MCAST lecturer Richard Zahra, who was nominated by the Institute of Applied Sciences to contest the first edition of the Malta STEM Education Awards (2021), has won the Distinguished STEM Educator Award in the Post-secondary category. This event was organised by the Science Centre (Pembroke) within the Directorate for Learning and Assessment Programmes (DLAP), under the auspices of the President of Malta. The Malta Stem Education Awards were set up to celebrate practitioners and organisations that excel in high quality STEM educational practices which inspire young people to take up STEM careers. The winners of each category were awarded a trophy and a certificate of recognition by His Excellency the President of Malta in a ceremony held on June 28th at San Anton Palace.
Mr. Zahra has been teaching science subjects for over 25 years. Over the years, he developed a deep interest in Inquiry-Based Science Education and assimilated this approach into his own practice. He also ran various science popularisation activities at school-level including a Science Club, yearly Science Open Day and a number of science hands-on activities during which students had the opportunity to work under the guidance of real scientists. In 2011, a team of students under his tutorship won the NSTF Young Scientist Contest and were subsequently awarded a trip to the Brussels Science Expo to present their project on an international platform.
Mr. Zahra was appointed Head of Department for Chemistry in 2010 and became involved in national and SEC exam paper setting as well as teacher training and mentoring. He promoted the use of inquiry-based pedagogy in the teaching of science subjects and attended an Inquiry Science Education training course at Dublin City University. For two years, he also took the role of Professional Development Facilitator as part of the EU’s PRIMAS project (Promoting Inquiry in Maths and Science), wherein he set up a science teacher professional learning community at St Ignatius GSS, Blata l-Bajda.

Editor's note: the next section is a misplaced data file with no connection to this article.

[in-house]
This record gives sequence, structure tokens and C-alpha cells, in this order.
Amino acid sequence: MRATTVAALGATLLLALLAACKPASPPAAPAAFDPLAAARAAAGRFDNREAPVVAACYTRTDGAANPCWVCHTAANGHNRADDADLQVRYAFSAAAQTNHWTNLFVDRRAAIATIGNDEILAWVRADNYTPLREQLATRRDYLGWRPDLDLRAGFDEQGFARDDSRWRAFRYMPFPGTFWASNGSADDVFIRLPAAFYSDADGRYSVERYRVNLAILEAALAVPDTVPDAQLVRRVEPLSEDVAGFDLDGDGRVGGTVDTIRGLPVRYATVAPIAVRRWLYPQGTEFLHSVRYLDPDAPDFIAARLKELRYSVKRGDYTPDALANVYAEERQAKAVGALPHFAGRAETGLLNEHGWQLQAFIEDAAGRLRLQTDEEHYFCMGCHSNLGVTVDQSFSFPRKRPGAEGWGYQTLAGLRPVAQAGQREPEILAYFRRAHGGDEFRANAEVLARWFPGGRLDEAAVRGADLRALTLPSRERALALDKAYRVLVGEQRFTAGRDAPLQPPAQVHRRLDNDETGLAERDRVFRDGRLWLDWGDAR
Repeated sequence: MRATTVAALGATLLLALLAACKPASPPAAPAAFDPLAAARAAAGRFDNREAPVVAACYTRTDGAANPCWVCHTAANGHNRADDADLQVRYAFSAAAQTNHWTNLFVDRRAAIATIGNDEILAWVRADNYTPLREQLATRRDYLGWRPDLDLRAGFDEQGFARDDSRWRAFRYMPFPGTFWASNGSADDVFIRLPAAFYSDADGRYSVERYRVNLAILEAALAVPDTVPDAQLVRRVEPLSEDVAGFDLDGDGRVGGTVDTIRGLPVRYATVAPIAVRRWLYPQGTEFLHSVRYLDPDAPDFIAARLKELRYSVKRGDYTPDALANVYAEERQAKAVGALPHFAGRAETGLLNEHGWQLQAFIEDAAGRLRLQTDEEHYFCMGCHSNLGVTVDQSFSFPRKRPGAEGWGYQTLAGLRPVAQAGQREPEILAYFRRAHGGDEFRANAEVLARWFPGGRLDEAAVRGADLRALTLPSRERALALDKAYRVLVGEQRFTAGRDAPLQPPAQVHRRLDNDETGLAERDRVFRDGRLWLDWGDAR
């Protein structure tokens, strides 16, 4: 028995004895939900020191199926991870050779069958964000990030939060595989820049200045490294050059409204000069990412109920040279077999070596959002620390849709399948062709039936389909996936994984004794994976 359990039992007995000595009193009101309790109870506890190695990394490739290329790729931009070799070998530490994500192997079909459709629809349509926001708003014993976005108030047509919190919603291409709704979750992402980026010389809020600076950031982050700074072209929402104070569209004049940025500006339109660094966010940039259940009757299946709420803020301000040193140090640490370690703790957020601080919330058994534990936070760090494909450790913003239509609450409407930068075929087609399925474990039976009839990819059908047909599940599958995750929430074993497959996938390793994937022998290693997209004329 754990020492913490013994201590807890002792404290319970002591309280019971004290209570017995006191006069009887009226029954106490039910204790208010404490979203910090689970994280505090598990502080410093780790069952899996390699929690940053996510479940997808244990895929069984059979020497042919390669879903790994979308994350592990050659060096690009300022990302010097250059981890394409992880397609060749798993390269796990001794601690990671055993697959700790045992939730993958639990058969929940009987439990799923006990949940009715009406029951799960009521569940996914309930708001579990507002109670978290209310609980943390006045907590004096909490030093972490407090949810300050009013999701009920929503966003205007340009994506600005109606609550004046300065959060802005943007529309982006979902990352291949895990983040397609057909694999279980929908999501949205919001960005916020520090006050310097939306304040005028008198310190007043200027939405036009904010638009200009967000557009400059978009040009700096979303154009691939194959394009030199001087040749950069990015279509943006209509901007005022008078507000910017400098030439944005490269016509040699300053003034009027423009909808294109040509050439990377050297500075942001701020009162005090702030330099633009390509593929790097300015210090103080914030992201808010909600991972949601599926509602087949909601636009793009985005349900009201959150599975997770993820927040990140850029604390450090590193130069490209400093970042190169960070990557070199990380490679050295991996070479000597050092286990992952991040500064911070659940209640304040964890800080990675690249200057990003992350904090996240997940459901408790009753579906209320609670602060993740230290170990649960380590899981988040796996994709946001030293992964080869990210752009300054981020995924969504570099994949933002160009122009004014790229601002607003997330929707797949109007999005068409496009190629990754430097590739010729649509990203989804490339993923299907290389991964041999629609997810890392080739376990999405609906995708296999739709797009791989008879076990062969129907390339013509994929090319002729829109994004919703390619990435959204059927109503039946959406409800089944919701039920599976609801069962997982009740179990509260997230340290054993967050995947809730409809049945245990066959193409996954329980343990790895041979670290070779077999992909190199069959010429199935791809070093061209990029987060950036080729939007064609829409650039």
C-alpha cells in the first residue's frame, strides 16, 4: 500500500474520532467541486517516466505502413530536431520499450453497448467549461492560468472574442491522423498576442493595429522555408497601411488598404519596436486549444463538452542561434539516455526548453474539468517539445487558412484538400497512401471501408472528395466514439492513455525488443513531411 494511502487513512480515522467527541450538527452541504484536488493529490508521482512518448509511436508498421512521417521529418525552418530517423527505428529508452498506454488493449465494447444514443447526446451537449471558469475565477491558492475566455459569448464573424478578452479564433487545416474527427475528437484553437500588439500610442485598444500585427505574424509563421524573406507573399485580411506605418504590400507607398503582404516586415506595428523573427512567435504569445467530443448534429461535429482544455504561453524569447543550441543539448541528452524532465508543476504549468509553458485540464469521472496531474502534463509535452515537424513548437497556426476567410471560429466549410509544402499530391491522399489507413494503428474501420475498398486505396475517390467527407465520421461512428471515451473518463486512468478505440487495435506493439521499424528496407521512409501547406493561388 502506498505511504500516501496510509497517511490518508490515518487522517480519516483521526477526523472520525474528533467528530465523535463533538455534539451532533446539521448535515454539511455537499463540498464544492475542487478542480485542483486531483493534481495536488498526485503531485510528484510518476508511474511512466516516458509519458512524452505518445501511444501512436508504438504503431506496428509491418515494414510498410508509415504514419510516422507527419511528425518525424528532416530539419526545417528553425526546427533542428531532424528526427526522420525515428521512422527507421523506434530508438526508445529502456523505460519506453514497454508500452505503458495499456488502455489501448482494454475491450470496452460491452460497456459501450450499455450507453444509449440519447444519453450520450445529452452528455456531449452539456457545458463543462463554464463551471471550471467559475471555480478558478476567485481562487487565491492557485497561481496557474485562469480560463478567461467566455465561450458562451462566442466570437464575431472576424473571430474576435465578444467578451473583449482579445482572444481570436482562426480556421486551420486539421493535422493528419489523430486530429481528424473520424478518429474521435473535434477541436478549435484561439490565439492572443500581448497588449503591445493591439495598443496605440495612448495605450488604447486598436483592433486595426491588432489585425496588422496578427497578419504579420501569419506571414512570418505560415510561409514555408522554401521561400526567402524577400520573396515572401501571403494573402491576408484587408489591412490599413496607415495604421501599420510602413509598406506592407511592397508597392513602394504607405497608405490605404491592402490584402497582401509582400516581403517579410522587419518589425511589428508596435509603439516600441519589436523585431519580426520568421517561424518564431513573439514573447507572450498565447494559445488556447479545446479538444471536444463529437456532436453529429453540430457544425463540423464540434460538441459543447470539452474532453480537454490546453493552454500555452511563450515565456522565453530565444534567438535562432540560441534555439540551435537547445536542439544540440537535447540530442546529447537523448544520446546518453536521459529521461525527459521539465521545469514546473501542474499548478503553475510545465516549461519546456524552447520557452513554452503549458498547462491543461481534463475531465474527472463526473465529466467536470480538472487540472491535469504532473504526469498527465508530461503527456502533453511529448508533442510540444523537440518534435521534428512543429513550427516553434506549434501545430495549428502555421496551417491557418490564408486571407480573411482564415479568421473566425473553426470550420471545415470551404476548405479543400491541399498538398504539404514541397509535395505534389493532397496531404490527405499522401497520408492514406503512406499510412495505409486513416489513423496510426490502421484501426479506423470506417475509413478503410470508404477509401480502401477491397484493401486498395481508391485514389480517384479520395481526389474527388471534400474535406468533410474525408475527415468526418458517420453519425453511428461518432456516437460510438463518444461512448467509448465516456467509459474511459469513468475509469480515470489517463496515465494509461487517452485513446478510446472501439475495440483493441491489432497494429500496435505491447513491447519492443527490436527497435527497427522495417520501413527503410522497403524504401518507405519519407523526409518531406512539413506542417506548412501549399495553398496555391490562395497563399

In 2012, Mr. Zahra was appointed Education Officer for Chemistry. Together with his team of Heads of Department, he continued to promote the use of inquiry pedagogy amongst chemistry teachers nationally through the running of continuous professional development programmes, and also set up a training programme for school laboratory technicians so that they could better support educators in the use of inquiry-based methods. He also served as a teaching practice tutor for university students reading for science education degrees. Richard Zahra later served as a Deputy Headteacher in charge of Curriculum in a Church school before moving to the MCAST Institute of Applied Sciences (IAS) as a lecturer in 2015.
At the Institute of Applied Science, Mr Zahra strove to apply an inquiry-based pedagogy within the post-secondary vocational context, together with a complementary Assessment for Learning approach. He has been driven in his approach to teaching by a Constructivist philosophy, which sees students as actively constructing their own conceptual frameworks and scientific skills rather than being passive recipients of knowledge. His ‘lectures’ are more focused on ensuring that students’ thinking is evident and that students think critically, rather than simply on ‘transmitting’ subject content. He uses a collaborative approach amongst students, and where possible, this approach is embedded in scientific investigations that are carried out by his students. During the pandemic, Mr. Zahra transferred the tenets of Inquiry Based Learning and Assessment for Learning to online learning platforms. Thus, a collaborative work approach, which was not possible in class due to anti-Covid restrictions, could still be carried out by means of Microsoft Teams, and each team of students could be monitored and assessed in real time.
Mr Zahra has recently read for a Master’s in Research Methods at MCAST. His dissertation entitled “Conceptual Assessment Roadmapping: An Explanatory Model of the Assessment Design Process” reflects his interest in science pedagogy and was written from the point of view of a practitioner-researcher. In his study, Mr Zahra explored the cognitive aspects of the assessment design process amongst a sample of MCAST science-subject lecturers.